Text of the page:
“Chase has the fortitude to speak with clarity on the messy contradictions and limitations of our legal system, while simultaneously wielding the powers of that system to help the most vulnerable,” she wrote. “Now he is being heralded as the lawyer behind the biggest LGBTQ+ legal victory in history. I couldn’t be prouder to call him my friend.”

Trailblazing writer, producer and director Janet Mock penned the blurb for filmmaker and activist Tourmaline, who has worked to ensure that people of color aren’t whitewashed out of LGBTQ history, and whose short film Salacia, about a Black trans outlaw, was recently added to the Museum of Modern Art’s permanent collection.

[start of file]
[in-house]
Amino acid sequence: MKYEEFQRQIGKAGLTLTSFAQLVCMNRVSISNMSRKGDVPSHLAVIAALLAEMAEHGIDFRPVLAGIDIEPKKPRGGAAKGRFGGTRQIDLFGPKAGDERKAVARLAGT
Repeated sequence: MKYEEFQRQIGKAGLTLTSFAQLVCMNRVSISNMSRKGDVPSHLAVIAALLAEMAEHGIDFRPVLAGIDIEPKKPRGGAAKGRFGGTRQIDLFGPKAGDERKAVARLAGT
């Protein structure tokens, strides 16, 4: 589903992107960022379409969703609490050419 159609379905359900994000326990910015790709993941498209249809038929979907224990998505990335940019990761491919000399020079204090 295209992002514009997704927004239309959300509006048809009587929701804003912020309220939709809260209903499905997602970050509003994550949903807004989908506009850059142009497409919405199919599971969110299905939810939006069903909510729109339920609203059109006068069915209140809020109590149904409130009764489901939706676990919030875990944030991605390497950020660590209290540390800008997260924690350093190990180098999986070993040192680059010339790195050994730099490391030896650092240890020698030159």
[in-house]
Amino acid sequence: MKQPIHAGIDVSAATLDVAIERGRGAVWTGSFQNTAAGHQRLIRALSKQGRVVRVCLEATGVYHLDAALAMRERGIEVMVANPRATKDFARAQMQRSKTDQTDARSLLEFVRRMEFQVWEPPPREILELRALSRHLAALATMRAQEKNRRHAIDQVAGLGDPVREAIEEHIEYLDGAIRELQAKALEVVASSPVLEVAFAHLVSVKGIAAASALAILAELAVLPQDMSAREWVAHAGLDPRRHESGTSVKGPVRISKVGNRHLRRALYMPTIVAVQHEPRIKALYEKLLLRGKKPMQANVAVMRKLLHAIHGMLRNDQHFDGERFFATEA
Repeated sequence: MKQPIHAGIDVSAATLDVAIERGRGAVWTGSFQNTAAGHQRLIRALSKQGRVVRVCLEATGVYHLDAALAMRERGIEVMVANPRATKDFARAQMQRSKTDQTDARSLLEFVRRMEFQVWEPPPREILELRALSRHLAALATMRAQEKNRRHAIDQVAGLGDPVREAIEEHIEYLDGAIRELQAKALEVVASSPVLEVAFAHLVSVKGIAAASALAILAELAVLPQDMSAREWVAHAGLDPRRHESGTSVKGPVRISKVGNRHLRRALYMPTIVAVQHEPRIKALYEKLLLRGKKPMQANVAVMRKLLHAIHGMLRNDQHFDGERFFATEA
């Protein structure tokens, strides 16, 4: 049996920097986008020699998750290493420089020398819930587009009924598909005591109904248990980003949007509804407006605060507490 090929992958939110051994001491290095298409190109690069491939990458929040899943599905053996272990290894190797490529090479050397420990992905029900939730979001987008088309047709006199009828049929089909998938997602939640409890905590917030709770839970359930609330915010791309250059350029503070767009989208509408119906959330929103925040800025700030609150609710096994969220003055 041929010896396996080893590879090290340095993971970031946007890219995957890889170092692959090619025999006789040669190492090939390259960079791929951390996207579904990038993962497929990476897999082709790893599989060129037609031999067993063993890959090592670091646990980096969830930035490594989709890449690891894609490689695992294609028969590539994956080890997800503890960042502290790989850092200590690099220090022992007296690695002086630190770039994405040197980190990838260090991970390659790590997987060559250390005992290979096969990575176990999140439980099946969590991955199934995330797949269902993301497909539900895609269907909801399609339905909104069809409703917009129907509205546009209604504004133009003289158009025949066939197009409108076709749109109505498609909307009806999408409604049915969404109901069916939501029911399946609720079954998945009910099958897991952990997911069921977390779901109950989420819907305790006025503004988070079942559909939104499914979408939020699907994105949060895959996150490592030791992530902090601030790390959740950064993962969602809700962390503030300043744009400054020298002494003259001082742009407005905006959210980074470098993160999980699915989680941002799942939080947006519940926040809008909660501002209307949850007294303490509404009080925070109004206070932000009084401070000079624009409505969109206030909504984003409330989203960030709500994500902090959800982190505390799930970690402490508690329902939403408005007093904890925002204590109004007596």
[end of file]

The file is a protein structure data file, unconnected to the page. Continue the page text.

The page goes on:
Mock wrote: “Because of Tourmaline, my particular experience as a Black trans woman also speaking uncomfortable truths was validated and affirmed…. Because of Tourmaline, Black trans women exist in a mainstream art institution, where thousands will witness us taking up space, centered in the frame as our own heroes. Tourmaline is a beacon in the foreboding darkness, lighting a pathway toward better tomorrows.”

Sybrina Fulton, who founded the Trayvon Martin Foundation, wrote about Black Lives Matter cofounders Patrisse Cullors, Alicia Garza, and Opal Tometi.

“Since the video came out of the brutal killing of George Floyd, people are actually witnessing what African Americans have been going through most of our lives,” she wrote. “Once you see it, you can’t unsee it. Once you feel the pain in your chest, you can’t unfeel that pain. I’m glad to see there are more young people getting involved, more nationalities, more races — the protests are now a rainbow of people from all walks of life, in different countries, joining and saying, “Black lives do matter.”